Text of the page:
ALAN SNEL is director of the South West Florida Bicycle United Dealers–a coalition that promotes bicycling as a healthy lifestyle and effective mode of transportation. He has biked solo across the country twice and bikes more than 12,000 miles a year in the Tampa Bay area. Snel currently authors bicycle travel stories and blogs at www.alansnel.blogspot.com. 10 RAUBI PERILLI graduated from the University of Tampa’s Writing Department and has lived in downtown, Davis Islands and Hyde Park. She recently joined the New Heights staff as an “Explorer” to tour the UC places you’ve always wanted to try, but have yet to do so. If you’d like Raubi to visit an unusual or little know type of business or event, please email your suggestions to jay@UCTampa.com. 14 CHARLES HAYNIE is a mechanical engineer and eco-friendly furniture builder. He is always happy to discuss substainable design at Tampa Street Market (www.TampaStreetMarket.com), a green furniture and retail shop he owns and runs with his wife, Amy. 28 MICHELLE BAKER, along with her husband Greg (a classically-trained executive chef), manage Cooks & Company; a personal chef and catering business (www.cooksncompany.com). She has been featured in major newspapers, as well as on WFLA–TV’s “Daytime.” Michelle is also a food explorer for the Tampa Tribune and blogs for Eating Tampa and Seminole Heights Eats. 20 New Heights Magazine LLC is not responsible for the accuracy info or claims made by advertisers. Each advertiser is solely responsible for both, as well as any statements or warranties mentioned in its ad material/placement. Use and reproduction of New Heights Magazine’s editorial, pictorial or design content–without pre-authorization–is prohibited.

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URBANCORRIDOR

WHAT’S THE UC? The UC is comprised of more than 25 of Tampa’s largest, most historic neighborhoods. In it can be found beautiful homes, unique shops and restaurants, exciting destinations and a diverse mix of hundreds of thousands of people who call the area their home. New Heights is proud to showcase the best of Tampa’s Urban Corridor and if you have a story you want to share about it, please email your idea to jay@UCTampa.com.


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BIKING FOR THE REST OF US THE SEMINOLE HEIGHTS BICYCLE CLUB ALAN SNEL, GUEST WRITER Our members are as diverse as their rides. There's USF professor, Doug Jesseph; seated on his commuter road bike and dressed in his trusty wool jersey. And how about those long sideburns? They’re the trademarks of razor-thin librarian, Jack Sweeney; who proudly rolls in on his lengthy Xtracycle (a bike built to transport anything–although that anything is usually his young son). Then there’s ole Steve Swiger … a computer tech and fellow velo enthusiast who’s been known to show up on the “Big Bike.” (The BB is an odd-looking, double-deck two-wheeler, which elevates Steve above his fellow riders and provides him the best seat on the road.)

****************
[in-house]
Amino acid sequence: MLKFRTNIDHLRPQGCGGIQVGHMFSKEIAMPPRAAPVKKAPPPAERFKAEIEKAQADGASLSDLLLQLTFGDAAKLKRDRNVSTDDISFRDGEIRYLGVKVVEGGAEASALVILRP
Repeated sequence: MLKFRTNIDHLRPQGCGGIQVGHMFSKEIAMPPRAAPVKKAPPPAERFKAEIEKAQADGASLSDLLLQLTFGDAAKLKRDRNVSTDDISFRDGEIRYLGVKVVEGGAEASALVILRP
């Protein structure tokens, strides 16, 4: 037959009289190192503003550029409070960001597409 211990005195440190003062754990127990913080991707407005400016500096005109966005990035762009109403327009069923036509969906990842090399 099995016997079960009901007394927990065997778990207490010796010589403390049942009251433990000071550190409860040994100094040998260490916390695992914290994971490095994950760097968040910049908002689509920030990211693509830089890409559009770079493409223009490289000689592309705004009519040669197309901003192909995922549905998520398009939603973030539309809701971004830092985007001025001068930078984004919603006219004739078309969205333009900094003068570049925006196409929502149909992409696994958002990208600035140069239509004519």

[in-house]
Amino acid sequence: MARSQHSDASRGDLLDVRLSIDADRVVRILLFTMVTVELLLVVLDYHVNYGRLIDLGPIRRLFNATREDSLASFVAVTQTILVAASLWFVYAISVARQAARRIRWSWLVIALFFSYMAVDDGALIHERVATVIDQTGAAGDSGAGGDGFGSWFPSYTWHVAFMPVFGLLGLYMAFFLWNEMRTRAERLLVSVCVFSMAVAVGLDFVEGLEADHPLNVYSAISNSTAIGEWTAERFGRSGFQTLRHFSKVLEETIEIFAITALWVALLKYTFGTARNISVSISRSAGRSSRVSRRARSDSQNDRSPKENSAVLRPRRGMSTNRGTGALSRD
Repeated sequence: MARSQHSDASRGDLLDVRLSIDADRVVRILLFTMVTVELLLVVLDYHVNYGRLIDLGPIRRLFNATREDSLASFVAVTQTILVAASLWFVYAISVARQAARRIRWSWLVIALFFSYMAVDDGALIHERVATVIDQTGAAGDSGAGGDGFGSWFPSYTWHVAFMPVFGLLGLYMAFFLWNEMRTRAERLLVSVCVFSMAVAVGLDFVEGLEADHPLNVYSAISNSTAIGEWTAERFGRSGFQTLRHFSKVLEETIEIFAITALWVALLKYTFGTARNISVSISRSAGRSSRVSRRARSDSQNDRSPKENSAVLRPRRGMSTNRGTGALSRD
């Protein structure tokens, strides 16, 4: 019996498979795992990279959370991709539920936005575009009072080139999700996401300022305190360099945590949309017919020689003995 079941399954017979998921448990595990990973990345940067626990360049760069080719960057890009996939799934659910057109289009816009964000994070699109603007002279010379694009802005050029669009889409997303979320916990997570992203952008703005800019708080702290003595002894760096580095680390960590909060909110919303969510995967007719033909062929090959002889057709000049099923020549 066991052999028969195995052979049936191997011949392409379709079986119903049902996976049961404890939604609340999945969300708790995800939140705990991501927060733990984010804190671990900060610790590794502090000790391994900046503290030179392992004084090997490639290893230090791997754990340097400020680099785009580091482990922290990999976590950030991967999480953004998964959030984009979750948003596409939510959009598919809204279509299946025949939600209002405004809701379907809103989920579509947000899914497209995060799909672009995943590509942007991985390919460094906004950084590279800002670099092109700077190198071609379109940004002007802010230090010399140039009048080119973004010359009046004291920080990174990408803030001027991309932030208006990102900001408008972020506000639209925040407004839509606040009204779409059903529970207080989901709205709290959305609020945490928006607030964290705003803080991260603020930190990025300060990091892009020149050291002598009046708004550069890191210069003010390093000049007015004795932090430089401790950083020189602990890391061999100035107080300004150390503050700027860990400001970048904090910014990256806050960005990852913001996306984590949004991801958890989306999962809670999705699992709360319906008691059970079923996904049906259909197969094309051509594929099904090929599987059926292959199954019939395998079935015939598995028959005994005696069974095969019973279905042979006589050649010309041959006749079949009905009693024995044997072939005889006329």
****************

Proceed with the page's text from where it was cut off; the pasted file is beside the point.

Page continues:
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Although their backgrounds and bikes of choice differ, Doug, Jack, Steve–and their dozens of Seminole Heights Bicycle Club (SHBC) co-members (which includes me)–have all come together because of a shared love: community bicycling.

GREASING THE WHEELS It all began in early 2008 when Mike Limerick, a fellow Seminole Heights resident, contacted me to inquire about forming a bike club. His idea was that our club would focus on neighborhood cycling to fill a niche not made available by Tampa’s bigger bike clubs (e.g., Tampa Bay Freewheelers). On Feb. 16, 2008, after a little behind-the-scenes planning and a lot of community cooperation, more


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SIDEBAR A STURDY FRAME At the heart of SHBC are its three bike rides, which take place (one at a time) on the first three Saturdays of each month: 1ST SATURDAY Leaves: 10am From: 1203 E. Powhatan Ave. Type: Slow + leisure family ride of about five miles. 2ND SATURDAY Leaves: 8:30am From: Seminole Heights Garden Center 5800 N. Central Ave. Type: An intermediate 10-miler that alternates each month between riding into downtown + following the Hillsborough River. than 60 cyclists–including a helmet-clad Mayor Pam Iorio–put foot to pedal as SHBC began its first, people-powered neighborhood ride. Today, SHBC has already made an impact on the way all of Tampa looks at biking. Our leisurely treks are known to be both family- and neighborhood-friendly; following the streets of our namesake neighborhood, into Tampa Heights, through downtown and off to other Urban Corridor (UC) neighborhoods and beyond.

JOIN THE VELO-LUTION When I ask people what they think about when they hear “bicycling in Florida,” one of their most common answers has to do with fast guys in colorful jerseys who ride lightweight road bikes. But the reality is quite different, as Florida’s largest category of bicyclists is actually comprised of the plain shorts and T-shirt wearing riders of hybrid bikes–like the people you’ll find in the SHBC. SHBC is unusual, in that the club charges no fees and has no positions for members to hold. The only requirements are that you enjoy bike riding; you wear a helmet; and the bike you ride is mechanically fit and safe for the road. If that sounds good to you–no matter which corner of the UC you reside–we invite you be a part of the Seminole Heights Bicycle Club. UC

3RD SATURDAY Leaves: 8:30am From: Seminole Heights Garden Center 5800 N. Central Ave. Type: A semi-advanced, 20-mile ride with a varying route. In addition to these rides, SHBC hosts many other social activities for its members; including outdoor potluck dinners and movie nights (featuring such bike-centric cult classics as Breaking Away, The Triplets of Belleville and Pee-Wee’s Big Adventure).